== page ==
A team of young local artisans from the town of Carnarvon in the Karoo, Northern Cape, is involved in the building of the Phase 1 of the HERA telescope. The Karoo region is home to the Square Kilometre Array (SKA), the world biggest intergovernmental radio telescope project being built in Australia and South Africa.
According to the South African Radio Astronomy Observatory (SARAO), there were four artisans during the first construction in the early 2015 and the number has since grown to 20 people with matric as the entry level qualification but a lot of them have excellent experience.
SKA project is one of the strategic sectors that government, through the department of science and innovation, has earmarked to drive job creation by providing practical technical skills to graduates and the youth in general.
The HERA telescope is an array of 350 antennas situated next to MeerKAT – a predecessor to the SKA telescope. Led by the US team, the project is considered one of the largest collaborations with a strong South African participation, from construction to science. The main goal of HERA is to observe how the first structures formed in the very early stages of the Universe, as the first stars and galaxies lit up space.
HERA comprises 14-meter diameter dishes, packed closely together and pointing straight up at the sky, explained SARAO. The telescope detects radio frequencies from outer space similar to the ones used in our FM car radios. It is built using wooden poles, a PVC-pipe structure and wire mesh, but this seemingly simple structure is masking a state-of-the-art technology that provides an aperture for astronomers to peer into the universe deeper than ever before.
A glimpse of the Universe
SARAO, as the hosting organisation and contributing partner in the broader HERA project, is charged to provide the necessary construction management, systems engineering, and location, power and fibre networks needed to operate the HERA instrument. The HERA has now released its first set of observations to the world, giving a glimpse of what the Universe looked like about 13 billion years ago, according to SARAO’s website. Cape Town-based Kathryn Rosie, who was a HERA Project engineer at the time and Matthys Maree, who was filling in as construction supervisor, led the Karoo team.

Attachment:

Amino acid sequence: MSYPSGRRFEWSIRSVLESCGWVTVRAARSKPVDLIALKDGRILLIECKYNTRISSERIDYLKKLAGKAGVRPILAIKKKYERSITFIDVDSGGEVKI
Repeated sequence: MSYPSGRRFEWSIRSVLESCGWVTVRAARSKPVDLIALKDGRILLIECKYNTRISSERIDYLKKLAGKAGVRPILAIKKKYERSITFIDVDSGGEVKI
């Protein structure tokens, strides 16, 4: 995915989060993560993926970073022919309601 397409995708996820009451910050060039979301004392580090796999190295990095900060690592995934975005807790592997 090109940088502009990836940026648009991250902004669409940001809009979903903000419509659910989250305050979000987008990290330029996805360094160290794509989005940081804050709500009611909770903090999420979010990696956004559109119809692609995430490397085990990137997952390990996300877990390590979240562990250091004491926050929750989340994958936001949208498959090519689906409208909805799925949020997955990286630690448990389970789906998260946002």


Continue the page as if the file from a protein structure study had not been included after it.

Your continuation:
Said Rosie: “Construction of the array is phased in such a way that, as antennas are completed, they are hooked into the telescope data correlation system. This enables observations and early science to be carried out while construction continues.” Rosie added that after the initial construction, Phase I observations were carried out in 2017-2018 throughout the Southern Summer using about 50 dishes. Astronomers are keen to understand how the Universe reached conditions for the very first stars and galaxies to form and HERA will help them unravel how this happened.
“Even the most powerful optical and infra-red space telescopes like the Hubble Space Telescope or its upcoming successor, the James Webb Space Telescope won’t be able to look that far back in time. That is one of the reasons why radio astronomy is so important,” observed Professor Mario Santos, currently representing SARAO on the HERA board.
The release of the Phase I data, was accompanied by a few but insightful scientific journal articles co-authored by scientists from the universities of the Western Cape, Rhodes, and KwaZulu-Natal along with the international team. One of the papers presents the most sensitive upper limits to date on the strength of the signal we can detect from the Universe at around 66 million years after the Big Bang. One of the lead scientist behind this paper, Dr Nicholas Kern, noted that “this analysis is a big step in demonstrating HERA’s unprecedented sensitivity going forward as construction is completed: with only a couple of weeks of data from the array at fractional capacity we are already producing world-leading limits”.
A second paper elaborates further on the implications of those upper limits for models of early universe star and galaxy formation. Currently the array stands at a total of 332 dishes with the remainder projected to be completed in the coming weeks. The current project engineer, Dr Nicholas Kern, said all is going well with regards to commissioning and construction. He said they are currently “conducting a logistic and support analysis to ensure smooth operations for the coming seasons in order to facilitate future discoveries.”
Unveiling the mysteries
Said Dr David De Boer, HERA project manager, from the University of California, Berkeley: “The upcoming observations with the enhanced HERA array should allow us to observe the lighting up of the very first stars after the Big Bang.” It is hoped that this data release begins a new adventure of unveiling the mysteries of the early Universe, thanks to the skilled hands of Carnarvon artisans.